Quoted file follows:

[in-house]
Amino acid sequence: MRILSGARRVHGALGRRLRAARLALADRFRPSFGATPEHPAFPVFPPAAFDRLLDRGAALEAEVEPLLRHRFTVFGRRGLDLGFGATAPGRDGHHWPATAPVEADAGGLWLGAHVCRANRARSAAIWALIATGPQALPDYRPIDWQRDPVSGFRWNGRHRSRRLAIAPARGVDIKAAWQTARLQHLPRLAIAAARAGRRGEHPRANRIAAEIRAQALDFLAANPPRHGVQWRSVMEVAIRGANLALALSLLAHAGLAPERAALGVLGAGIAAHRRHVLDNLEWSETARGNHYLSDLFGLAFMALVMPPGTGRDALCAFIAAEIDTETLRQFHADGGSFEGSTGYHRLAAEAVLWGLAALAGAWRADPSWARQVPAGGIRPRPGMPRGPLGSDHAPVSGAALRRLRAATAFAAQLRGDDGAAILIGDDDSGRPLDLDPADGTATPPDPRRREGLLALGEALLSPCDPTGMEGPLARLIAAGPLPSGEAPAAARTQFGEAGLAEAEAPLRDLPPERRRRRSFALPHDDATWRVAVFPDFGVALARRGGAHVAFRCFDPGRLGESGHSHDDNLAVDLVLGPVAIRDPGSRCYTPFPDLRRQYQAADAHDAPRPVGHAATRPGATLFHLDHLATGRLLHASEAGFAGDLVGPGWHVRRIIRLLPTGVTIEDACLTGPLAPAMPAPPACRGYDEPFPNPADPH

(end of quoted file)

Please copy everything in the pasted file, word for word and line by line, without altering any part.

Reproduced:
[in-house]
Amino acid sequence: MRILSGARRVHGALGRRLRAARLALADRFRPSFGATPEHPAFPVFPPAAFDRLLDRGAALEAEVEPLLRHRFTVFGRRGLDLGFGATAPGRDGHHWPATAPVEADAGGLWLGAHVCRANRARSAAIWALIATGPQALPDYRPIDWQRDPVSGFRWNGRHRSRRLAIAPARGVDIKAAWQTARLQHLPRLAIAAARAGRRGEHPRANRIAAEIRAQALDFLAANPPRHGVQWRSVMEVAIRGANLALALSLLAHAGLAPERAALGVLGAGIAAHRRHVLDNLEWSETARGNHYLSDLFGLAFMALVMPPGTGRDALCAFIAAEIDTETLRQFHADGGSFEGSTGYHRLAAEAVLWGLAALAGAWRADPSWARQVPAGGIRPRPGMPRGPLGSDHAPVSGAALRRLRAATAFAAQLRGDDGAAILIGDDDSGRPLDLDPADGTATPPDPRRREGLLALGEALLSPCDPTGMEGPLARLIAAGPLPSGEAPAAARTQFGEAGLAEAEAPLRDLPPERRRRRSFALPHDDATWRVAVFPDFGVALARRGGAHVAFRCFDPGRLGESGHSHDDNLAVDLVLGPVAIRDPGSRCYTPFPDLRRQYQAADAHDAPRPVGHAATRPGATLFHLDHLATGRLLHASEAGFAGDLVGPGWHVRRIIRLLPTGVTIEDACLTGPLAPAMPAPPACRGYDEPFPNPADPH